Right-wing extremist “freital group” will be tried

Right-wing extremist'gruppe freital' wird der prozess gemacht

Demo against refugees in Freital on 26.06.2015: "No place to flee". Freital_26.06.2015_(23754759824).jpg:Image: De Havilland/CC BY-2.0

Trial begins against the right-wing terrorist group, which according to the indictment wanted to create a climate of fear against political opponents and asylum seekers

On Tuesday, in Saxony, before the State Protection Chamber of the Dresden Higher Regional Court, the trial of the right-wing terrorist group classified as a "Freital Group" started. The eight defendants are accused of carrying out five attacks on asylum shelters and political opponents. The Federal Prosecutor General in Karlsruhe had taken over the investigation. He accuses the group of forming a terrorist organization. The trial is therefore taking place under strict security precautions, but there were swastika graffiti in the surrounding area the night before.

To the "Freital Group" According to the indictment, the right-wing extremist and bus driver Timo S. (28) as well as the hooligan, warehouse worker and pizza service employee Patrick F. (25). Both are also accused of Radelsfuhrerschaft. Six xenophobic to right-wing extremists are sitting next to them "Normalburgers who became radicalized" (FAZ), aged between 19 and 39, in the dock. The Attorney General accuses all of them of forming a terrorist organization, attempted murder, dangerous bodily harm, damage to property, causing explosive detonations, and preparation of "Explosive crime" with barrel bombs before.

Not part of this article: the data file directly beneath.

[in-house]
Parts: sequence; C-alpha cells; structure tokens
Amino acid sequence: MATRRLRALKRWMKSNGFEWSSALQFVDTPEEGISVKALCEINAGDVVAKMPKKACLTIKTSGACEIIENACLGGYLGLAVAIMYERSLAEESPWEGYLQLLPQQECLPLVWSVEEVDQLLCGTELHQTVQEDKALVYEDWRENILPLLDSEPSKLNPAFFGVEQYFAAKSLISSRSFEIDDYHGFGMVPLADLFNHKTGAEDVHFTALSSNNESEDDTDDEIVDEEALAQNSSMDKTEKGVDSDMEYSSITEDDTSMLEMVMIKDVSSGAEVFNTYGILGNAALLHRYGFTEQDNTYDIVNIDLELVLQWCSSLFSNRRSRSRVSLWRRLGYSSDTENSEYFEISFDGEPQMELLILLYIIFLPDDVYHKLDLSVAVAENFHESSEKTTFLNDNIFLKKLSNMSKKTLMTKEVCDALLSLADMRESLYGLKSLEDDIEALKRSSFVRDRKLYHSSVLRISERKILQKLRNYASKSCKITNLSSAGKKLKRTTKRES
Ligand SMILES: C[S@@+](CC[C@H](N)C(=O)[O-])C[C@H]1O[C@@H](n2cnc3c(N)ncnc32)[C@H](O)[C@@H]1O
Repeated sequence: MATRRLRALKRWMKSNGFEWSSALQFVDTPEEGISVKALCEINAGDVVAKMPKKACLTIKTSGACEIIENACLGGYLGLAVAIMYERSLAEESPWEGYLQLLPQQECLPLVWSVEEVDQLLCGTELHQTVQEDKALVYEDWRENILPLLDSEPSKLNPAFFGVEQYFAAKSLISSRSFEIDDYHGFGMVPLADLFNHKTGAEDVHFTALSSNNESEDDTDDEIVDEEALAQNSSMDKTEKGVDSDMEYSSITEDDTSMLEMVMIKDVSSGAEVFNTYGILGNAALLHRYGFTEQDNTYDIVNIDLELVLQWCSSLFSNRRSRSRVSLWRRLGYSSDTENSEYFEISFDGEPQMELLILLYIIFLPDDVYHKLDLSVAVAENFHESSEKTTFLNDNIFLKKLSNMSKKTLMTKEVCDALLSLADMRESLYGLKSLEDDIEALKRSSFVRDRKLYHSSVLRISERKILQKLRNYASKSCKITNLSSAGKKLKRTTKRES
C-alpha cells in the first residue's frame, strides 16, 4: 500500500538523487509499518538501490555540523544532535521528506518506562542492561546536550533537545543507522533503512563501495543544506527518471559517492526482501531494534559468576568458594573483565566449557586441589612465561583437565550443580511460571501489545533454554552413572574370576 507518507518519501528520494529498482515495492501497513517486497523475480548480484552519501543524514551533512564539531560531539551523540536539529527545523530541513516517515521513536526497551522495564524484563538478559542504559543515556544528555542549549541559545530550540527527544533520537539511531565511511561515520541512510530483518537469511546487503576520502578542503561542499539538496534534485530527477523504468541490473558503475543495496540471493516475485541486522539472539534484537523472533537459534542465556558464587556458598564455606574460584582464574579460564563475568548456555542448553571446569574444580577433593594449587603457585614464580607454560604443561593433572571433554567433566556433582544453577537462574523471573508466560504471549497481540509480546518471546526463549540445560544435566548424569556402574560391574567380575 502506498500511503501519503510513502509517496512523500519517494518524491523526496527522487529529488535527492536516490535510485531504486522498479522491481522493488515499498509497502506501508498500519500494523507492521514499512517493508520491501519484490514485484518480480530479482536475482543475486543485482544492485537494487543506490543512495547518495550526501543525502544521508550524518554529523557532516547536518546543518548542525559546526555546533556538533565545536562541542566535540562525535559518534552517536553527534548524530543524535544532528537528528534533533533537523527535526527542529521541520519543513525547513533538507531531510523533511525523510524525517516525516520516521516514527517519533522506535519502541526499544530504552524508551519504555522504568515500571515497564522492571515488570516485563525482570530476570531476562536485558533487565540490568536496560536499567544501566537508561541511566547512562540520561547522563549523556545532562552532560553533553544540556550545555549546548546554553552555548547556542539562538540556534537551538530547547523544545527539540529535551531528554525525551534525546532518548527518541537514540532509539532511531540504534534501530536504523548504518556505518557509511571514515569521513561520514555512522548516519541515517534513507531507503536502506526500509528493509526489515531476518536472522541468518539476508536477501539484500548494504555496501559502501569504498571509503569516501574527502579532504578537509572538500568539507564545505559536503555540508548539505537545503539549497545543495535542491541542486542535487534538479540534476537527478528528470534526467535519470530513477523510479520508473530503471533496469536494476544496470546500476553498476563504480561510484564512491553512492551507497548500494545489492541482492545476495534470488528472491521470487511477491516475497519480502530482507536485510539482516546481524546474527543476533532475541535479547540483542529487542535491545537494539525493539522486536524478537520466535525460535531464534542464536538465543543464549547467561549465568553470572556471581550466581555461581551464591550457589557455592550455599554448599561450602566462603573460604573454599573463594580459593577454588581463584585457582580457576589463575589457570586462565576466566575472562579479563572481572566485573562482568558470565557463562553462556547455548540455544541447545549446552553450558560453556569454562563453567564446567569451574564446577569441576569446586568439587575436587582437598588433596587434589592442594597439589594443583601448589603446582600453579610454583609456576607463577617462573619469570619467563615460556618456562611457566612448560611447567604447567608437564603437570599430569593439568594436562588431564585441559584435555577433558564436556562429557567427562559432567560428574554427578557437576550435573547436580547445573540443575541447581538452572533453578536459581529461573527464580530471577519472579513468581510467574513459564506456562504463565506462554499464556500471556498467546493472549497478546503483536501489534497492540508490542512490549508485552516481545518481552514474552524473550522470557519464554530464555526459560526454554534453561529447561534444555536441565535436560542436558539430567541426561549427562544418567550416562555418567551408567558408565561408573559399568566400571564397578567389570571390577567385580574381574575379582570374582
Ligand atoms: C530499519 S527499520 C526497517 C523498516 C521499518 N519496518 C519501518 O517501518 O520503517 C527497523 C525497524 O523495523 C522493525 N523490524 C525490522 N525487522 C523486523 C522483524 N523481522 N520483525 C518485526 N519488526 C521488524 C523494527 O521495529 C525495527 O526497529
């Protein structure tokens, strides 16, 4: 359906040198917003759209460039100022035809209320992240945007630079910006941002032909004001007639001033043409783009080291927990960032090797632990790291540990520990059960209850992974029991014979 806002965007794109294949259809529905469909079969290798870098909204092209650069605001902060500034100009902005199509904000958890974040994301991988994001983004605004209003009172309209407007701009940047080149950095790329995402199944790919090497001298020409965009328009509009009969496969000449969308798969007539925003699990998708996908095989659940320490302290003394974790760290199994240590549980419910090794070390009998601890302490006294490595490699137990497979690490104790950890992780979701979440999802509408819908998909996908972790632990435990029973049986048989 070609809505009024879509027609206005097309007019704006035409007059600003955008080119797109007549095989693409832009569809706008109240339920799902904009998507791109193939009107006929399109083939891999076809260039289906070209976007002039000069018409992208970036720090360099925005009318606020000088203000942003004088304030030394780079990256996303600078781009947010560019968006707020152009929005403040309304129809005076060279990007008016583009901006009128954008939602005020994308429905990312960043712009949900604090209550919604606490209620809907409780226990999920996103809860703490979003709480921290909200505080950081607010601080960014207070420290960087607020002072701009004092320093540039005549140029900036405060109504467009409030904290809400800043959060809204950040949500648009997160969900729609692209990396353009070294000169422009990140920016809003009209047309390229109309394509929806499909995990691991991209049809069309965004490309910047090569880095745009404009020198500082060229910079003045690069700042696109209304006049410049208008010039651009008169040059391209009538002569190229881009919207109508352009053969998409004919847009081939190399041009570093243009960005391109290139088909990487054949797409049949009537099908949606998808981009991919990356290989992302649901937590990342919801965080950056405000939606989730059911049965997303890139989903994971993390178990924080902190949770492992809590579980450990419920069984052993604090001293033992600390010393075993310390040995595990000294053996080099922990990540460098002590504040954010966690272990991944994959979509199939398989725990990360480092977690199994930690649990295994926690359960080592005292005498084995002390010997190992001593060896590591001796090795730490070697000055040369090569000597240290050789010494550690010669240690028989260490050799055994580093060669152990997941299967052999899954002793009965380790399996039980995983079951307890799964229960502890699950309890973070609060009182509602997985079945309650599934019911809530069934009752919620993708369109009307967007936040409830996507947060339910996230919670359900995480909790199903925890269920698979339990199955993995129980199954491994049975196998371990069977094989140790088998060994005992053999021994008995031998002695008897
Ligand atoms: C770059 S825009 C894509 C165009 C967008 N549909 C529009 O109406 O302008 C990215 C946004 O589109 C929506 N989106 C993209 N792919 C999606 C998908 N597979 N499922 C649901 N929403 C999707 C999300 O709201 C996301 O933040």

The "Freital group" In the summer and fall of 2015, individual members of the group allegedly carried out at least five attacks on the car of a left-wing city councilor, on a left-wing office, on refugee shelters in Freital, and on the alternative living project "Nizkor" in Dresden have verubt. They are said to have contributed to the five accused attacks with two injured people in different composition and participation. For the explosion crimes they are said to have used, among other things, illegal bollards with high explosive power. According to the indictment, they wanted to "create a climate of fear and repression" and had the killing of people "approvingly accepted".

Special police units arrested five suspected right-wing terrorists in Freital, Saxony, in April 2016 (From Virtual Radicalism to Real Terrorism). The four men and one woman, as well as others who were imprisoned at the time "Comrades" were said to have founded a brown terrorist group and attacked asylum seekers’ homes, but also political dissidents (attack on vehicle of left-wing city councilor). The Federal Prosecutor’s Office and the Federal Criminal Police Office loved to search apartments and houses in the district town near Dresden with a large-scale operation involving the GSG9.

Prosecutor General’s Office in Dresden initially did not want to recognize an organized group